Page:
6 things you may not know about botswana...
- Botswana is believed to have the biggest population of elephants in Africa. The Chobe region alone is estimated to have a population of up to 50,000 elephants. In 2012, Botswana’s total population of elephants was estimated at 154,000.
- Botswana is home to the Okavango Delta is one of the largest inland deltas in the world, spanning 17,000km2 – an area almost the size of Wales. Okavango is often considered to be the biggest inland delta in the world; its closest rivals are the Sudd in South Sudan and the Inner Niger Delta in Mali.
- None of the water in the Okavango Delta reaches the sea – the large majority of it is either evaporated or transpired, with a remaining 2% estimated to discharge into Lake Ngami.
- The Makgadikgadi Pans are the largest salt pans in the world. With an area of about 12,000km2, these impressive salt pans are all that remain of the once immense Makgadikgadi Lake. The area is an important habitat for meerkats, and also for wildebeest, zebra, pelicans and flamingos following periods of rain.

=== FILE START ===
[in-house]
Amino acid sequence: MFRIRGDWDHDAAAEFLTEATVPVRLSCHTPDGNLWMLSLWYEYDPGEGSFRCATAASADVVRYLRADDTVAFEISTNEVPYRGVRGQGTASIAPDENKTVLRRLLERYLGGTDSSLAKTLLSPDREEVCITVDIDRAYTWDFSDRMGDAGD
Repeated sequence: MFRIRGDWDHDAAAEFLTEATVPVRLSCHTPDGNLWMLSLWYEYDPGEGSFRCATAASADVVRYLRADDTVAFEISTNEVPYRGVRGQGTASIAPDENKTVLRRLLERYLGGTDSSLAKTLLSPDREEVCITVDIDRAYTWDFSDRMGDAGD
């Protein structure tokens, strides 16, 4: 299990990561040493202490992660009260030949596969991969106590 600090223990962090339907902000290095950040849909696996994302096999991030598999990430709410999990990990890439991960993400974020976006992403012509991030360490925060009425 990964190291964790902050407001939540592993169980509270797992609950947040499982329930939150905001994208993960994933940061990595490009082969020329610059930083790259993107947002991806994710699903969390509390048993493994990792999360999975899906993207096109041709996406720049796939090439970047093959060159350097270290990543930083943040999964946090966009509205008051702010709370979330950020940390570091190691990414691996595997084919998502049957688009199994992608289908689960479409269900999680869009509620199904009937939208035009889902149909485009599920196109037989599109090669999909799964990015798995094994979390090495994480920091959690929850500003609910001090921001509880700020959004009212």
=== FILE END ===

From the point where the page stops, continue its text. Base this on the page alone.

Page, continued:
- The border between Botswana and Zambia is, at 700m, known as the shortest border between two fully independent countries. It is a riverine border sandwiched between the Zambia-Namibia and Zambia-Zimbabwe borders, all of which run through the middle of the Zambezi River.
- Botswana has the 7th lowest population density of any country in world. At 8.8 people per square metre, it has about a tenth the population density of the United States (83) and just a 75th of the UK’s population density (660). Plenty of room for the wildlife, then!